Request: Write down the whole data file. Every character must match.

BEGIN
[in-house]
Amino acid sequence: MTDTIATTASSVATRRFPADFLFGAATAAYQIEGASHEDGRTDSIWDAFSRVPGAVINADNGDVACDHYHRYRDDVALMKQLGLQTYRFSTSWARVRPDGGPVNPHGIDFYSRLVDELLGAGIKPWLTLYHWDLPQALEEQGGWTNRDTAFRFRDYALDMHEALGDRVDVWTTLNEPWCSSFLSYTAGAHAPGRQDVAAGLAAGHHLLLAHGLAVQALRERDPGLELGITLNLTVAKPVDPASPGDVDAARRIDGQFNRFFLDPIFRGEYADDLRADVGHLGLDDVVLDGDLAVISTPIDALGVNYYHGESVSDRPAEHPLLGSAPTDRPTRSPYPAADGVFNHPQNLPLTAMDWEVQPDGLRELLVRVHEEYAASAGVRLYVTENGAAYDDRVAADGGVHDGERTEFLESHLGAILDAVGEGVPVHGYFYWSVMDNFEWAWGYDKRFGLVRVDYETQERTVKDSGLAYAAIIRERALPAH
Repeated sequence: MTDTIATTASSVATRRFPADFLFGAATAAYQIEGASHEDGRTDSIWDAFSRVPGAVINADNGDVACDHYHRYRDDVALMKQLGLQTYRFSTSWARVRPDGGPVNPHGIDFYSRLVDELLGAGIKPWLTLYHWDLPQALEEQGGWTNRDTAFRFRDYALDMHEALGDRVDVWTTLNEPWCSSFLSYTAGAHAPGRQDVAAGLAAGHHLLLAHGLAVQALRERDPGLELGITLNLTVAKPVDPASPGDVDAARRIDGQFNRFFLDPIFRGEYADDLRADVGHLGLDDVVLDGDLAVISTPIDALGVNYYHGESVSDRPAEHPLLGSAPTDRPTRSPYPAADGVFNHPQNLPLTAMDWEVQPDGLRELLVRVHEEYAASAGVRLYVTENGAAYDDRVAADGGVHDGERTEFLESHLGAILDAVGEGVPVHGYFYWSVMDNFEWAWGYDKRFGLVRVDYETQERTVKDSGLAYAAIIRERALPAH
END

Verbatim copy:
[in-house]
Amino acid sequence: MTDTIATTASSVATRRFPADFLFGAATAAYQIEGASHEDGRTDSIWDAFSRVPGAVINADNGDVACDHYHRYRDDVALMKQLGLQTYRFSTSWARVRPDGGPVNPHGIDFYSRLVDELLGAGIKPWLTLYHWDLPQALEEQGGWTNRDTAFRFRDYALDMHEALGDRVDVWTTLNEPWCSSFLSYTAGAHAPGRQDVAAGLAAGHHLLLAHGLAVQALRERDPGLELGITLNLTVAKPVDPASPGDVDAARRIDGQFNRFFLDPIFRGEYADDLRADVGHLGLDDVVLDGDLAVISTPIDALGVNYYHGESVSDRPAEHPLLGSAPTDRPTRSPYPAADGVFNHPQNLPLTAMDWEVQPDGLRELLVRVHEEYAASAGVRLYVTENGAAYDDRVAADGGVHDGERTEFLESHLGAILDAVGEGVPVHGYFYWSVMDNFEWAWGYDKRFGLVRVDYETQERTVKDSGLAYAAIIRERALPAH
Repeated sequence: MTDTIATTASSVATRRFPADFLFGAATAAYQIEGASHEDGRTDSIWDAFSRVPGAVINADNGDVACDHYHRYRDDVALMKQLGLQTYRFSTSWARVRPDGGPVNPHGIDFYSRLVDELLGAGIKPWLTLYHWDLPQALEEQGGWTNRDTAFRFRDYALDMHEALGDRVDVWTTLNEPWCSSFLSYTAGAHAPGRQDVAAGLAAGHHLLLAHGLAVQALRERDPGLELGITLNLTVAKPVDPASPGDVDAARRIDGQFNRFFLDPIFRGEYADDLRADVGHLGLDDVVLDGDLAVISTPIDALGVNYYHGESVSDRPAEHPLLGSAPTDRPTRSPYPAADGVFNHPQNLPLTAMDWEVQPDGLRELLVRVHEEYAASAGVRLYVTENGAAYDDRVAADGGVHDGERTEFLESHLGAILDAVGEGVPVHGYFYWSVMDNFEWAWGYDKRFGLVRVDYETQERTVKDSGLAYAAIIRERALPAH